Consider the case of Michael Caputo, who recently took a leave of absence from his post at the Department of Health and Human Services after posting a half-hour video on Facebook complaining of long shadows on his wall, as well as sedition within the Centers for Disease Control and Prevention where scientists were supposedly withholding COVID-19 treatment from the public in order to hurt Donald Trump politically. Caputo urged Trump supporters to stock up on ammunition to stave off a violent left-wing rebellion should Trump win reelection. CBS News reported, “At one point during the Facebook Live session in which Caputo made the comments, he said that ‘there are hit squads being trained all over this country’ to prevent a second term for Mr. Trump. When he added, ‘You understand that they’re going to have to kill me—unfortunately, I think that’s where this is going,’ Caputo claimed he was reacting in real time to a man driving by his house screaming, ‘You’re a dead man, Caputo.’”[4] Shortly thereafter Caputo resigned and checked himself into treatment.

Was this the case of one person who happened to be a Trump loyalist experiencing paranoia—or a symptom of a larger paranoid politics?

Was this the case of one person who happened to be a Trump loyalist experiencing paranoia—or a symptom of a larger paranoid politics? Whereas Klein examined individual psychology, what Hofstadter saw and what Caputo evidences is political; it is a group phenomenon. Caputo is hardly alone in these delusions. U.S. Attorney General William Barr, according the New York Times, warned “that the United States would be on the brink of destruction if Mr. Trump lost” and “that the nation could find itself ‘irrevocably committed to the socialist path’ if Mr. Trump lost and that the country faced ‘a clear fork in the road.’”[5]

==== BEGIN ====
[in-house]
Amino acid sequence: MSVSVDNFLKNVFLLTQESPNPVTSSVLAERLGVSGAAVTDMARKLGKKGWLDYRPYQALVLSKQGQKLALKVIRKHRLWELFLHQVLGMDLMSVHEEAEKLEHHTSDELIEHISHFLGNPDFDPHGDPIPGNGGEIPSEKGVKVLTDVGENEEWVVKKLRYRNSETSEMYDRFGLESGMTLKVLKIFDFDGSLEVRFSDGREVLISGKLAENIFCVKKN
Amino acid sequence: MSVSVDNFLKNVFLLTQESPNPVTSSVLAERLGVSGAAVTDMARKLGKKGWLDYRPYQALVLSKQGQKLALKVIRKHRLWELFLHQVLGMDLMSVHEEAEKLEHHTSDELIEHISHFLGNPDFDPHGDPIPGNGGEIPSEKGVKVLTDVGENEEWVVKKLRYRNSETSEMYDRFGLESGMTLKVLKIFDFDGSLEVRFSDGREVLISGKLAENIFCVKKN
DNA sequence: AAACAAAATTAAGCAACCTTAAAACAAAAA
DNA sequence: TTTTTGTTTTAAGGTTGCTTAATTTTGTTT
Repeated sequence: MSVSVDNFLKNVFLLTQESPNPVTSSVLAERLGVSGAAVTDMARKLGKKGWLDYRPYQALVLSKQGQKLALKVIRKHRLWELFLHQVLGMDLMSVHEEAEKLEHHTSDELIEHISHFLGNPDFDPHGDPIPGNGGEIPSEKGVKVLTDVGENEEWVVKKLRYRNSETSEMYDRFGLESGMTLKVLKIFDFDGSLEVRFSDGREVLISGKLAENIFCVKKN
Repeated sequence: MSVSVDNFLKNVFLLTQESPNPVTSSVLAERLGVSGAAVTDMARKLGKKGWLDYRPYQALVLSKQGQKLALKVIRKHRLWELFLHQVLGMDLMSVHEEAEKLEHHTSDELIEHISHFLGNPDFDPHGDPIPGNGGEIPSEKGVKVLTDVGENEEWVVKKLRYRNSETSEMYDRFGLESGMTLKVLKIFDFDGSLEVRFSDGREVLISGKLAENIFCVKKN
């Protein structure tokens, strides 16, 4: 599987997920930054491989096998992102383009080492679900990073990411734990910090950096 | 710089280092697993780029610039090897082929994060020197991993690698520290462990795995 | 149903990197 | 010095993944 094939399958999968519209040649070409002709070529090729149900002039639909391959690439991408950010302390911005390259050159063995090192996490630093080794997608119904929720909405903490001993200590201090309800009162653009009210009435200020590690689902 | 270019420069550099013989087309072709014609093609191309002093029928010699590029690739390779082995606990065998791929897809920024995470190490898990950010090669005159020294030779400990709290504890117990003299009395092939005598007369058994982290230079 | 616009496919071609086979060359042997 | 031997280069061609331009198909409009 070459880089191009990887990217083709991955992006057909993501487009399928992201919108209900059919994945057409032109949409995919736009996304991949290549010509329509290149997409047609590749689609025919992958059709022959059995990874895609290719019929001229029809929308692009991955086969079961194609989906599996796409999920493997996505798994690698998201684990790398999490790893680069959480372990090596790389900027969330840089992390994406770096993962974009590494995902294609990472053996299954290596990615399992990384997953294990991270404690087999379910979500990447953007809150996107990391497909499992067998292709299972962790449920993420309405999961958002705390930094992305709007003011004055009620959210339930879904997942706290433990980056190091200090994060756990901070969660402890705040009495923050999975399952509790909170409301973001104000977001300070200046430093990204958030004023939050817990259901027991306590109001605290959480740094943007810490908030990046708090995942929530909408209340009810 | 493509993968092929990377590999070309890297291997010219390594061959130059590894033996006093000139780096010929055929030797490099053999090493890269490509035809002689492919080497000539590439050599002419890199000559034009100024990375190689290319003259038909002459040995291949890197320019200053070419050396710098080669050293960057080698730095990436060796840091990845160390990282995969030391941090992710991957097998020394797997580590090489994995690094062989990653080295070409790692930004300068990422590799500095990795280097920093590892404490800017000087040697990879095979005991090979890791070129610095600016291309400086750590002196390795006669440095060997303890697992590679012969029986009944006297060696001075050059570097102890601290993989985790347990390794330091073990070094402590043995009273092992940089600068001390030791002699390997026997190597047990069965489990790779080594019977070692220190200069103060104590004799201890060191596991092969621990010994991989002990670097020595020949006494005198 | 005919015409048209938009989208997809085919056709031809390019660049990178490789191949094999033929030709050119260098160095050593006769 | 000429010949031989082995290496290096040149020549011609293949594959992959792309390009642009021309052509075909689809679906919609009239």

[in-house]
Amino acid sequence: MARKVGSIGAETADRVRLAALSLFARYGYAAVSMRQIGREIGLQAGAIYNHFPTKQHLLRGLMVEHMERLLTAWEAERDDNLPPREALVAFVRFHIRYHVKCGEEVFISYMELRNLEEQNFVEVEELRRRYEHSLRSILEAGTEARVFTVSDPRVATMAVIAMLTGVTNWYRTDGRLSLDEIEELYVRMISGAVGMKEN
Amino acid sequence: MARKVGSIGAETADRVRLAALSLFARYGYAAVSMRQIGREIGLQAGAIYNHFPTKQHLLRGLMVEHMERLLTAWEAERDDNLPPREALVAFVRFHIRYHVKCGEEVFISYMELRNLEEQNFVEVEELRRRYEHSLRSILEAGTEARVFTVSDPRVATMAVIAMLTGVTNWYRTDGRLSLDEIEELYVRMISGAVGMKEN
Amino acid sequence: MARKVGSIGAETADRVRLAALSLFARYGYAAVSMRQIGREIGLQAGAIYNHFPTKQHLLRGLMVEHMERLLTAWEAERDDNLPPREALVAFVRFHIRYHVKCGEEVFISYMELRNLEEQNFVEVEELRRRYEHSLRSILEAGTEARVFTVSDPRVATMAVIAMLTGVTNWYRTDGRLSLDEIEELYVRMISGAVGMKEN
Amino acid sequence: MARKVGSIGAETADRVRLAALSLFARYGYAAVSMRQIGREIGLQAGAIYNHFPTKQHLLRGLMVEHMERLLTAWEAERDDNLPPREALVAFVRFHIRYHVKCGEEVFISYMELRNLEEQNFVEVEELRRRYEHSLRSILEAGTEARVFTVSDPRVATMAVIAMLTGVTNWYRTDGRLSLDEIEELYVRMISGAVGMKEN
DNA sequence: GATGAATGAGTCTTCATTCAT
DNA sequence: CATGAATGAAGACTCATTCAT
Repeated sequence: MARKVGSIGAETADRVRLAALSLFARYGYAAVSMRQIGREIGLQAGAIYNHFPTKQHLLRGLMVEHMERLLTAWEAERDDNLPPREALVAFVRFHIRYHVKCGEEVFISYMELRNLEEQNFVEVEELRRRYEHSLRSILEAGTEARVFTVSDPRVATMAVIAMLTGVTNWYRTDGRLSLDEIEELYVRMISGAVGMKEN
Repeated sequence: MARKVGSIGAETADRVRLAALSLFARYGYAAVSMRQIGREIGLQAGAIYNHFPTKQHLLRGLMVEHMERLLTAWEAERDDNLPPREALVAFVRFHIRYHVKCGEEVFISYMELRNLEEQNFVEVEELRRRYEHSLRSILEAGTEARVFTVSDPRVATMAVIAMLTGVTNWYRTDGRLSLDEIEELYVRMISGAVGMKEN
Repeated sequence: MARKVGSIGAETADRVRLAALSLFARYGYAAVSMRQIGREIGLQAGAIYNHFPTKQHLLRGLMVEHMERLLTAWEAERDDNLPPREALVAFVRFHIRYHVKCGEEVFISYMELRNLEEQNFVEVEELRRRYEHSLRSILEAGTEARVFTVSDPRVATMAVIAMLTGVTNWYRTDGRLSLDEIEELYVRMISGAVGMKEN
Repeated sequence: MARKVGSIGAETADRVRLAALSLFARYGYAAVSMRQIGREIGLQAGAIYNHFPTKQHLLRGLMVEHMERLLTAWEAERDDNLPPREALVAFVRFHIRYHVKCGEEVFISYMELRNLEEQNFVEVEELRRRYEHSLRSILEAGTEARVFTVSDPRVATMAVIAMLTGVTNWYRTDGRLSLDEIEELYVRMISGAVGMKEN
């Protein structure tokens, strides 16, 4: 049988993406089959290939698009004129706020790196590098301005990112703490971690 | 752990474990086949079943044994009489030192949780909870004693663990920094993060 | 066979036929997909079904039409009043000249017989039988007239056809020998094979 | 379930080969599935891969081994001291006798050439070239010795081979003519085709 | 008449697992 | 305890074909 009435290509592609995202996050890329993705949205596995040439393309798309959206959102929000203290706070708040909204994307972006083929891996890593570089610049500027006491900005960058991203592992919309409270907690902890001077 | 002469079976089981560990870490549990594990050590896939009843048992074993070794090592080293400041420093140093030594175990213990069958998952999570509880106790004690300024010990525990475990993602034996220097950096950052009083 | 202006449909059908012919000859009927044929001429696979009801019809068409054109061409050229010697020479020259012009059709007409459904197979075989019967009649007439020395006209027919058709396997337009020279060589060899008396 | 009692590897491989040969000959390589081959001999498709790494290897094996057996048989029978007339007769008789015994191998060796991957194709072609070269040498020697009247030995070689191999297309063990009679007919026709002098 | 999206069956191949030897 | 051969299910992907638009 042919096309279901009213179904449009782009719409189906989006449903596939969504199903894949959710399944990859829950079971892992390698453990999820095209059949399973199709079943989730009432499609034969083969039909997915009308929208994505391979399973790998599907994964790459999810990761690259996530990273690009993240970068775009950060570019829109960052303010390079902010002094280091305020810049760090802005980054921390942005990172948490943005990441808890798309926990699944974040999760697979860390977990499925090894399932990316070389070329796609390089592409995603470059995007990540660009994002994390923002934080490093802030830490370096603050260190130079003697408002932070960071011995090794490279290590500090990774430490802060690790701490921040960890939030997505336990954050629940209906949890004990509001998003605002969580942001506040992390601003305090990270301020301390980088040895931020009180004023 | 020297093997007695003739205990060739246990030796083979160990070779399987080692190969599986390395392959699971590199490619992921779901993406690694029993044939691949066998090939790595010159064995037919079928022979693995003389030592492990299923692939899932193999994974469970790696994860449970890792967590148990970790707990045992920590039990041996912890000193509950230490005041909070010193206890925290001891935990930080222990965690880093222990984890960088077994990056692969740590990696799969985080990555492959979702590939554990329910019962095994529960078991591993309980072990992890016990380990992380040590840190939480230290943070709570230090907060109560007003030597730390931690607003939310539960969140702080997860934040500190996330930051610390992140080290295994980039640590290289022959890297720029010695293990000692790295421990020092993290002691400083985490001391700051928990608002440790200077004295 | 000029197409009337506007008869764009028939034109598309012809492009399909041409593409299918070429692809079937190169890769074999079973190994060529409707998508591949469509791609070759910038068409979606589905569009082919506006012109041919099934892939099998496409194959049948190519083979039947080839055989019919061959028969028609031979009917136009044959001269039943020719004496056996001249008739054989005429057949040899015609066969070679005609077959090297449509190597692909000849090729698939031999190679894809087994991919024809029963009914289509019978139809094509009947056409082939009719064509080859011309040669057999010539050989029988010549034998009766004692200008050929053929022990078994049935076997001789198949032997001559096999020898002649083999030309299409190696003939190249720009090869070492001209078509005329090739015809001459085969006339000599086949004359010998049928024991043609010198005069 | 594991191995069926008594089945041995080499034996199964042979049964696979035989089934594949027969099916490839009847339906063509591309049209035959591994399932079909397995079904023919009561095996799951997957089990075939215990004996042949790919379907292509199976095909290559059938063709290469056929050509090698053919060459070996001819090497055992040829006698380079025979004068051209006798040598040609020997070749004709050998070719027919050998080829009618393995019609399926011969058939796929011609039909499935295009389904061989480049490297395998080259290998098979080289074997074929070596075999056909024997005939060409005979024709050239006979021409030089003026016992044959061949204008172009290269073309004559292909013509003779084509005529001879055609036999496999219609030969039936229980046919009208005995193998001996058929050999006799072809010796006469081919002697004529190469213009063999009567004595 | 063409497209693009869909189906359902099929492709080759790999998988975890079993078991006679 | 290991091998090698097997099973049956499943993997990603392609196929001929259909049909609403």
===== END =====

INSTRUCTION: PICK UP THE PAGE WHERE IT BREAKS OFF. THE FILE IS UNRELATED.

I see Caputo and Barr engaging in a feature of what the psychoanalyst Vamik Volkan describes as what happens to large groups under duress, succumbing to archaic fanatasies, such as paranoid delusions, splitting, and denial. When I first started writing about this phenomenon I was thinking of the duress of social and ethnic conflict. But now we have the exponentially higher distress of a global pandemic coupled with unprecedented natural disasters. All these are leading to ever more archaic fantasies.

When people’s social, political, and group identities become threatened, anxieties mount and fantasied ideals lead to demonization and extremism. This is a tendency that all people have, under duress, to split the world into forces of light and forces of darkness; to project paranoid, Manichaean views on to others. People caught in the grip of a paranoid politics will gravitate to whatever “facts” fit their delusions. No “fact-checkers” will be able to set them straight. No account of Trump’s tens of thousands of lies will unsettle their certitude that Trump is their savior. Those archaic defenses of splitting, projection, and denial kick in, all in some variation of “we are good and they are trying to destroy us.” Adversaries become enemies. One’s own group becomes idealized. Peaceful protesters appear as domestic terrorists trying to destroy the nation. Any disagreement is tantamount to imminent violence and destruction.